Parenting is not an easy task especially when raising tots with behavioral problems. In addition, parents face difficulties determining the cause of child behavioral problems. According to data published by the Ann & Robert H. Lurie Children’s Hospital of Chicago, the rate of tots who develop behavioral issues ranges from 7-25%. Here are some parenting tips to help you deal with child behavioral problems:
Overview of Child Behavioral Problems
For parents, a good grasp of behavioral problems in preschoolers is very important. With this in mind, Julie A. Rinaldi, Ph.D., staff psychologist, child and adolescent psychiatrist at Ann & Robert H. Laurie Children’s Hospital of Chicago and assistant professor of psychiatry and behavioral sciences at Northwestern University Feinberg School of Medicine says all children experience behavioral problems at some point.
For 2-year-olds, common behavioral issues include aggression, anger tantrums, adult rule or request defiance, annoying others deliberately, fussiness, crying, and annoying others. However, the good news is most tots who exhibit such behaviors do so occasionally. The bad news is a publication by researchers from the University of Pittsburgh states that studies have shown that 50-60% of two-year-olds who exhibit such behaviors continue to do so up to school going age.
There are various reasons why toddlers exhibit disruptive behavior. Firstly, some tend to be fussy, irritable, and temperamental right from birth making them difficult to manage, according to the Laurie Children’s Hospital of Chicago. Secondly, a child may have behavioral, issues tied to autism spectrum disorders, learning disabilities, attention deficit hyperactivity disorder (ADHD), or learning disorders. A third risk factor is growing up in a highly stressful environment. A good example of this is children who grow up surrounded by poverty, drug abuse or physical violence. Fourthly, researchers from the University of Pittsburgh reckon children can become behaviorally difficult as a way of reacting to environmental changes such as moving to a new house or city. Fifthly, the need for preschoolers to assert their independence. Finally, faulty parenting can also cause young kids to develop disruptive behaviors.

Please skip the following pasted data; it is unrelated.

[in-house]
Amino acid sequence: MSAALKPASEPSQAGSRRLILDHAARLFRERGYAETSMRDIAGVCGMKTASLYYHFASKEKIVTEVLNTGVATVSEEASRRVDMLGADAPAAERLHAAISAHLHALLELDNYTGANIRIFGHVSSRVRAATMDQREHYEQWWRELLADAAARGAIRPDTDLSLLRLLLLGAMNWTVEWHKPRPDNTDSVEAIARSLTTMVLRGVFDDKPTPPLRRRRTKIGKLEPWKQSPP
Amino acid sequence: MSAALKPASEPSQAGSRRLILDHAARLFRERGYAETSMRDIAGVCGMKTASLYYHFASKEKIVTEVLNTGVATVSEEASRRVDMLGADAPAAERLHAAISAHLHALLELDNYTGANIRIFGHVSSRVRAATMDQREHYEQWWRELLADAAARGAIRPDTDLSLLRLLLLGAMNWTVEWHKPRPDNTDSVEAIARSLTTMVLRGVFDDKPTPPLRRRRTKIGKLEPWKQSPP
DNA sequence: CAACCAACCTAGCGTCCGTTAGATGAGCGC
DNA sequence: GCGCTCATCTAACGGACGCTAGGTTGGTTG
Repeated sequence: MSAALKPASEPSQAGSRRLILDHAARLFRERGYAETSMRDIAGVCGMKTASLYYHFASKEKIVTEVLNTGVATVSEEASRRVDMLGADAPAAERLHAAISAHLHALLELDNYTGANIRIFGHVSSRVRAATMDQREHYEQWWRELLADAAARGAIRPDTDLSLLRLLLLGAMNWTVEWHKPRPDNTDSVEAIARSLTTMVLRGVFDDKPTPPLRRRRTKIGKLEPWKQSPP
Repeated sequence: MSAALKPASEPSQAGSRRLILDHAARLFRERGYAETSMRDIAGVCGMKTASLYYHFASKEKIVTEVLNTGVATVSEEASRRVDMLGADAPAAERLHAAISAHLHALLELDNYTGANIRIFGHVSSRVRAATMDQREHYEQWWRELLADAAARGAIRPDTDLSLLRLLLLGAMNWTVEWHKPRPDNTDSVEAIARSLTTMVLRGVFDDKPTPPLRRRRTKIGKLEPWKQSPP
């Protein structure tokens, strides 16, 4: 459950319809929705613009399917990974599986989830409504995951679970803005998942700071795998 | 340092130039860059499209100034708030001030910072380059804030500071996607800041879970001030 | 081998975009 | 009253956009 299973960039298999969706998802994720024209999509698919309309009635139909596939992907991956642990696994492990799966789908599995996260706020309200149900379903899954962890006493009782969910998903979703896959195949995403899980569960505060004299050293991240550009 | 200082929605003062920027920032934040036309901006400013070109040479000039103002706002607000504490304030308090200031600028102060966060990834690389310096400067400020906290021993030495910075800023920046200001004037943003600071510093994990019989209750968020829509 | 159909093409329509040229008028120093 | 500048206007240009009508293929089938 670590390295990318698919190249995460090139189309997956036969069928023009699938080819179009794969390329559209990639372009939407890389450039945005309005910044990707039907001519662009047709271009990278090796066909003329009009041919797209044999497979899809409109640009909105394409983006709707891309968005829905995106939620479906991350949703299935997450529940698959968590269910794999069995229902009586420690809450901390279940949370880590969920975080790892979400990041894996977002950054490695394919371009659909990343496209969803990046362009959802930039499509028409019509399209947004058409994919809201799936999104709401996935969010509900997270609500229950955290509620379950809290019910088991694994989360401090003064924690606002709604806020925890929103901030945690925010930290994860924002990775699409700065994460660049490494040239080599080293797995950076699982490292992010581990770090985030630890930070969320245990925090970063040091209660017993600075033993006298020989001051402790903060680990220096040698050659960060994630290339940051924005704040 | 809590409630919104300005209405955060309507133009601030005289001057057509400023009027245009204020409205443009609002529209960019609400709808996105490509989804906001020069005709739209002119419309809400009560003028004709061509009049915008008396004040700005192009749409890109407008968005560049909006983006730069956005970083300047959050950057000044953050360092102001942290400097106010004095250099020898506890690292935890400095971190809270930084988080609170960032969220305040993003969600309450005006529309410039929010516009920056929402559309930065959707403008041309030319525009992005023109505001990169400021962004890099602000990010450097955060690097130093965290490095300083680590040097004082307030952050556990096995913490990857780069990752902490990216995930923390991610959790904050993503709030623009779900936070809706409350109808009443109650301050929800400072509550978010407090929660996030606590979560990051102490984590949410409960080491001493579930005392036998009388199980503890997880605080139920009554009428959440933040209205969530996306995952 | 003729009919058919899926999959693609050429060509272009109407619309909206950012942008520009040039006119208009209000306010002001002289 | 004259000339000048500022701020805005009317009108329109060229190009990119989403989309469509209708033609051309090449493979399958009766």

Tips for Managing Child Behavioral Problems
1. Exploiting play to build positive relationship with your kid
An effective way of curbing and managing behavioral issues is by developing a positive child-parent relationship via play. This approach, according to Dr. Rinaldi, can lead to cessation of disruptive behaviors because pre-kindergarteners learn that they do not have to ‘act out’ to attract the attention of their parents or others.
For this reason, it is advisable to play with your kid several times every week. Such interaction makes kids feel loved, bolsters their self-esteem, and makes them feel important. At the same time, parents can use playtime to model essential social skills such as sharing, cooperation, and asking. This is in addition to helping kids hone their problem-solving skills, develop and use their imagination, and develop their vocabulary.
In spite of these positives, Dr. Rinaldi states some parents barely have time to play and interact with their kids due to tight/demanding work schedules and resentment/anger related to their child’s behavior. Rinaldi encourages such parents to try to overcome these obstacles and become more involved in their toddler’s play activities. Studies have shown that kids who spend regular playtime with their parents tend to be more creative, have fewer behavioral problems, and have higher self-confidence, according to Rinaldi.
2. Do not encourage over whining
Although it is natural for children to whine, encouraging your kid to do so is counterproductive on the behavioral issue front. If this is the case at home, the author of “The Big Book of Parenting Solutions” Michele Borba, EdD, recommends never give in to whining because doing so only encourages your kid to repeat the same attention-getting behavior in the future. Unless whining turns aggressive or disruptive to others, Borba recommends ignoring your child’s attempts to have his/her way. He/she will soon figure out that whining does not work.
Three-year-olds are always trying to figure out the world around them. As such, they will become confused and probably engage in disruptive behavior if your routine in relation to their daily life and activities lacks consistency. A good example is letting your preschooler play with a certain object and then objecting in the future. He/she will not understand why you allowed playing with the same object in the past and have now changed your mind.
To avoid upsetting your child and triggering behavioral problems, adopt consistency across the board. This includes consistency when feeding, bathing, playing with your kid, and putting the child to sleep. According to Tanya Remer Altmann, one of the top authors in this field,” behavioral aberration occasionally is acceptable if your parenting routine is consistent 90% of the time.
If your 3-year-old has developed behaviors such as throwing temper tantrums, screaming, and defying parental orders, intervention is necessary to avoid progressive growth of the same problems up to school-going age. You can nip child behavioral problems early by developing a positive child-parent relationship via play, discouraging whining, and adopting consistent parenting routines.